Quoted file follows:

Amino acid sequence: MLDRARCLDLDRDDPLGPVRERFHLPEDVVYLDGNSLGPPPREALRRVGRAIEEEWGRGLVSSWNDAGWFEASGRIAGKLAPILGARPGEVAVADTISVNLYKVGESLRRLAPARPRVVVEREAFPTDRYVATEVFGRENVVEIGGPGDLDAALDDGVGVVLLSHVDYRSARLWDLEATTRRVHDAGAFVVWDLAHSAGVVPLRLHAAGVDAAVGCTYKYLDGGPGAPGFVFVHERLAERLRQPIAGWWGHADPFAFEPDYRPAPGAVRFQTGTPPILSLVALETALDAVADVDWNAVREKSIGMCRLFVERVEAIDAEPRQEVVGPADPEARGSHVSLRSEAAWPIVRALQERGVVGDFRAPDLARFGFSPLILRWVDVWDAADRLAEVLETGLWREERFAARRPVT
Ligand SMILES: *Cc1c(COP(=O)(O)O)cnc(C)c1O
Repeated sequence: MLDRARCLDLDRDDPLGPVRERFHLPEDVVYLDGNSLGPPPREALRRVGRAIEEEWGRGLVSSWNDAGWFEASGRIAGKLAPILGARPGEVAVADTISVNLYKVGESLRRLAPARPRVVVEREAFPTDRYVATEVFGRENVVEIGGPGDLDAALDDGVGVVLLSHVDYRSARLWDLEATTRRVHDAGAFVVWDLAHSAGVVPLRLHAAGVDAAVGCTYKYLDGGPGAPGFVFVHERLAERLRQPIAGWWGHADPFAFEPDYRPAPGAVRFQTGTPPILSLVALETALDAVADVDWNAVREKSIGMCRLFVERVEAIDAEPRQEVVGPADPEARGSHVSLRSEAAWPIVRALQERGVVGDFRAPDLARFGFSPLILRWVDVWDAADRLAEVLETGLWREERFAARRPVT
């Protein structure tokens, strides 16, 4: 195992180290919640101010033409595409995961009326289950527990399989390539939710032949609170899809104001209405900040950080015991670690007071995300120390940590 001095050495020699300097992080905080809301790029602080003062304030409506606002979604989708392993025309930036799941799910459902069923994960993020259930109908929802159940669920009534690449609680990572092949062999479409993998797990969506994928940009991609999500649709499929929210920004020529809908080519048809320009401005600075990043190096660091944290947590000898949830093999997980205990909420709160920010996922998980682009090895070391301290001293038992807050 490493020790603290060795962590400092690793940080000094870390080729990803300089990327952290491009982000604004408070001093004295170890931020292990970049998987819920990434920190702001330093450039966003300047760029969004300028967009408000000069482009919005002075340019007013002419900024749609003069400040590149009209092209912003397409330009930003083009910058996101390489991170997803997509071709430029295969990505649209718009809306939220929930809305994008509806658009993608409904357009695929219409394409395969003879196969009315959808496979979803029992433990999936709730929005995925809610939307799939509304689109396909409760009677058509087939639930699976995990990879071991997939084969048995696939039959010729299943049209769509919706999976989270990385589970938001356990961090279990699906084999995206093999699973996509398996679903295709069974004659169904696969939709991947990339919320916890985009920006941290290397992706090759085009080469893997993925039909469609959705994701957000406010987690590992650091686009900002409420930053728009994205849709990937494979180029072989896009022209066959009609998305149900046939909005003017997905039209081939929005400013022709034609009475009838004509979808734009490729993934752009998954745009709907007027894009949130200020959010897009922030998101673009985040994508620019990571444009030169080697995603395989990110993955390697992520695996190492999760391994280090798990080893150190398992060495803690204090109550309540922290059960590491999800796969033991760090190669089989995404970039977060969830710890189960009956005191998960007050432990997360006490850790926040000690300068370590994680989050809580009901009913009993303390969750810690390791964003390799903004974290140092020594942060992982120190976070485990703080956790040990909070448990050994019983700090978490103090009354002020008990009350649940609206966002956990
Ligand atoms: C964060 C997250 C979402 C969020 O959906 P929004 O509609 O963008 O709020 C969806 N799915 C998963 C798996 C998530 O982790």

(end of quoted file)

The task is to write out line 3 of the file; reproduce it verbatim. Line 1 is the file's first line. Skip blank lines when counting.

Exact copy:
Repeated sequence: MLDRARCLDLDRDDPLGPVRERFHLPEDVVYLDGNSLGPPPREALRRVGRAIEEEWGRGLVSSWNDAGWFEASGRIAGKLAPILGARPGEVAVADTISVNLYKVGESLRRLAPARPRVVVEREAFPTDRYVATEVFGRENVVEIGGPGDLDAALDDGVGVVLLSHVDYRSARLWDLEATTRRVHDAGAFVVWDLAHSAGVVPLRLHAAGVDAAVGCTYKYLDGGPGAPGFVFVHERLAERLRQPIAGWWGHADPFAFEPDYRPAPGAVRFQTGTPPILSLVALETALDAVADVDWNAVREKSIGMCRLFVERVEAIDAEPRQEVVGPADPEARGSHVSLRSEAAWPIVRALQERGVVGDFRAPDLARFGFSPLILRWVDVWDAADRLAEVLETGLWREERFAARRPVT